• Length of relationship with lead investor: The round was co-led by Savoir Capital and Camden Partners. Savoir Capital was one of our first investors after I started the company in February 2016. I knew Guy Jean Savoir well before starting the company. I met George Petrocheilos and Jacob Vogelstein of Camden Partners in early 2018 through Justin Hanes, our Chief Scientific Officer, who also serves as Advisory Board Member at Camden Partners.

  • Total amount raised to date: To date we’ve raised $8.3M.

  • Competitive landscape: There are no drugs approved for any of the disorders affecting the inner ear. Today, only cochlear implants and hearing aids are available to those suffering from hearing loss. This is an extremely exciting space as a handful of companies are working hard to bring the first hearing loss drug to market. The learning curve over the past ten years has been very steep, with a few high profile failures. The unmet need is still huge, and awareness for hearing loss continues to grow. As one of the few innovative companies to recently enter the inner ear space, Spiral Therapeutics competes with public companies like Otonomy, Auris Medical and Fennec Pharmaceuticals. Other players in the space are Decibel Therapeutics and Frequency Therapeutics, both of which have raised large sums of money from top tier VC firms. Akouos is leading the charge in the gene therapy arena.

  • Macro trends: We are seeing increased appetite from investors for the biotech space. Life sciences-focused VCs are increasingly launching their own companies with large Series A rounds around specialty platforms and led by industry veterans. Small and entrepreneurial companies like Spiral are raising money from alternative sources (mostly family offices) until reaching early clinical stage, to then pursue larger rounds led by professional VCs. Within the inner ear space, we are seeing a strong push to develop novel drug delivery technologies, an area where we are well positioned to continue to differentiate ourselves thanks to our proven and multidisciplinary team.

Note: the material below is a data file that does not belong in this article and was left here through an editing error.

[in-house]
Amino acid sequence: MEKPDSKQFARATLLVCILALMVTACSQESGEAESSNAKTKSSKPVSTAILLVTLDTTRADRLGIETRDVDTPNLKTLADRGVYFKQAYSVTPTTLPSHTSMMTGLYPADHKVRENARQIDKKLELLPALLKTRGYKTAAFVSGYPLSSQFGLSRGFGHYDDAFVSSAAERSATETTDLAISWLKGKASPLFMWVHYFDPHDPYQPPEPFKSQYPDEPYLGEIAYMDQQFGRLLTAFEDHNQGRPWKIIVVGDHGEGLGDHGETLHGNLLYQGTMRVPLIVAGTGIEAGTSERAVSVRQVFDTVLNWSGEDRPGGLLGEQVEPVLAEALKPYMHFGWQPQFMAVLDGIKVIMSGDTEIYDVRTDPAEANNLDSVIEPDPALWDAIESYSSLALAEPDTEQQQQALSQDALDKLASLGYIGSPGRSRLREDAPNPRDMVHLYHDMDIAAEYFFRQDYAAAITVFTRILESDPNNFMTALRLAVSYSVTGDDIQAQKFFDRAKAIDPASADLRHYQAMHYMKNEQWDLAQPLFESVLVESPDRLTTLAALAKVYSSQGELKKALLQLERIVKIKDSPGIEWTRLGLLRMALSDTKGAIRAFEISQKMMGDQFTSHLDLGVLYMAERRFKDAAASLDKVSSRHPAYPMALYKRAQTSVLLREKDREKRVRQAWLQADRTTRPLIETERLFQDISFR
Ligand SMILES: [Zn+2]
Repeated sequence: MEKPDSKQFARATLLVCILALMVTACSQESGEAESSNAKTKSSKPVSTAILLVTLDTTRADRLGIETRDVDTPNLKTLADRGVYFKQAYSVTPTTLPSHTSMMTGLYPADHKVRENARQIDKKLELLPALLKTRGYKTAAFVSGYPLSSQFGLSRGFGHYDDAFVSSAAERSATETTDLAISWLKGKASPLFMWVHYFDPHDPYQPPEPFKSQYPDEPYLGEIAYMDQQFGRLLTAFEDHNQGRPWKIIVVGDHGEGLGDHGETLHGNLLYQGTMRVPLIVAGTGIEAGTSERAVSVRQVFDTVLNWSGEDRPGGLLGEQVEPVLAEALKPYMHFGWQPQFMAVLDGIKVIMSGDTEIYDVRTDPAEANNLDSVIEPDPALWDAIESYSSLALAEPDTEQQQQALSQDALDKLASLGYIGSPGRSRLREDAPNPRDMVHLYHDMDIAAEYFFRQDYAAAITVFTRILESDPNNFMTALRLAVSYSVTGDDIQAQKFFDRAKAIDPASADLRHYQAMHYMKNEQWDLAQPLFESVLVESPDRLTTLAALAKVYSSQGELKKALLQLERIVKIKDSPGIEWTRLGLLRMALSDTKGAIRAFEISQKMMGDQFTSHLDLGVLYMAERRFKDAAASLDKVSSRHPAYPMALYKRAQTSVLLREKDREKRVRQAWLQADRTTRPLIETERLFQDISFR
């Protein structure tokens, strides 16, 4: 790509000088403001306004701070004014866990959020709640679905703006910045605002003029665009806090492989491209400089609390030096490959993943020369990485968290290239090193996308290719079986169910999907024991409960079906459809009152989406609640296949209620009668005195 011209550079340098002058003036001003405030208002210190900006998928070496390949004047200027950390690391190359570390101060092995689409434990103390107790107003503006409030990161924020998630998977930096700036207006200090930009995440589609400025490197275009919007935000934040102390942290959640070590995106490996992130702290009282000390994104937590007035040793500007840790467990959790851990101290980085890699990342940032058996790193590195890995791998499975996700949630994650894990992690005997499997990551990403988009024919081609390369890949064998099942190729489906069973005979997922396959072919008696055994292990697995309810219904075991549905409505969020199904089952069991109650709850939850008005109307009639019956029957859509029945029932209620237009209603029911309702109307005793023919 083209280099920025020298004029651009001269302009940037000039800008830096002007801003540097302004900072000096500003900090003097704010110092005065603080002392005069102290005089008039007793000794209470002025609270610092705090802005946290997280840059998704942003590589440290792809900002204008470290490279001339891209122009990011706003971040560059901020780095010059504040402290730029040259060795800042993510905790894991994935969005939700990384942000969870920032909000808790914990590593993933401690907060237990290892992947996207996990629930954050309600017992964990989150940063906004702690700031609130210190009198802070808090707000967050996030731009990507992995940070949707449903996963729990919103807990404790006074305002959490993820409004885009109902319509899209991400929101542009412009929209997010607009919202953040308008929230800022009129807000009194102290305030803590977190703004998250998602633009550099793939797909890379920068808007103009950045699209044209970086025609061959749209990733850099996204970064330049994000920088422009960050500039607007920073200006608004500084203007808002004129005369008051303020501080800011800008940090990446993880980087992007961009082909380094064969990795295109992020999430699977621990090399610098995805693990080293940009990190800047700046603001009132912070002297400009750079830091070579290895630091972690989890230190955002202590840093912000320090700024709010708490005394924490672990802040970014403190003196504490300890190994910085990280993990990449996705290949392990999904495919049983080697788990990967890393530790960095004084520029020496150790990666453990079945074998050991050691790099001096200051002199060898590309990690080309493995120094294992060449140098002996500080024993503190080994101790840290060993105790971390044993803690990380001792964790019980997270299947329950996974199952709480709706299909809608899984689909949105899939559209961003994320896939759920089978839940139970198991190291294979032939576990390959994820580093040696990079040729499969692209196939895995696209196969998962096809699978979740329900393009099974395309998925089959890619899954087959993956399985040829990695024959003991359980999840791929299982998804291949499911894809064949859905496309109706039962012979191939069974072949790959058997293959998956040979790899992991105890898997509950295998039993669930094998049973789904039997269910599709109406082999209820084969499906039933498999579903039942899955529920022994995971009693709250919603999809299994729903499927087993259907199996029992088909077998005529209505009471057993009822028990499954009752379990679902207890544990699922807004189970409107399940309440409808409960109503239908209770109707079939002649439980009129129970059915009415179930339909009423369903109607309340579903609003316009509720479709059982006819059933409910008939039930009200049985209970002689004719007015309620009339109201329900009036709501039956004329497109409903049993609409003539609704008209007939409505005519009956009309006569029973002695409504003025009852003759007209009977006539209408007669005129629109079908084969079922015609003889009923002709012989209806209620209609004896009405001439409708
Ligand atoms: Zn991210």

Truss (Tom Smith, co-founder)

Truss, a marketplace for commercial real estate, raised $15M in Series A-2 funding earlier this month.

  • Recommended rule to live by: I try to have face-to-face meetings whenever possible. Much more efficient and valuable from a relationship perspective – and nothing gets lost in translation.

  • Recommended book: There’s a few books I’ve read recently that I recommend – “The Upstarts: How Uber, Airbnb, and the Killer Companies of the New Silicon Valley Are Changing the World,” “Twitter Hatched,” on how Twitter started and “Bad Blood,” a guide on what not to do.

  • Thoughts on work-life balance: I’m on the “all in” side of the spectrum and I try to have some balance on the weekends.  When it is this exciting, you want to be all in. It’s self-imposed “all in” for me.

  • How long did the round take to close: This round was about six months.  

  • How many firms did you speak with: 

  • What capital will be used for: We’ll continue to grow our team and expand into more markets, coast to coast.  At the same time, we will continue our commitment to providing price transparency and increased efficiency for small business owners looking for the perfect space for their businesses.

  • Comment of valuation after the round: We had a significant, positive multiple increase on a valuation basis from the last round, which was just 18 months ago (August 2017).

  • Number of investor conversations: We talked to around 20 investors – one-third as many as we did for our series A-1.

  • Seems as though the process of raising money isn’t efficient. Your thoughts: There’s likely a more efficient way and maybe that’s a great startup idea for someone.  There’s some things in the process that you can’t get around or shortcut – there’s an important relationship component and determining if there’s a culture fit for both the founders and the principals at that firm. You have to do the work, just like in any other relationship. The process could be more efficient in the business actuals and projection side, which could be streamlined.  For example, when students apply for college now, there’s a universal app that sends your interest to colleges – that could be used for startups as well and that’s where I see some streamlining with venture capital firm

  • Length of relationship with lead investor: We were introduced at the beginning of the process – about six months so far.

  • Total amount raised to date: We’ve raised nearly $25 million.  

  • Competitive landscape: We are the only full transaction platform focused on all aspects of commercial real estate, including office, coworking, retail and industrial space.  One of the reasons we started Truss is because this is such a green filed. We are the only company to offer complete price transparency to prospective tenants during the search process.  Small business owners can take 3D virtual tours of the different spaces, which saves them time and helps them visualize the space without needing to visit it in person.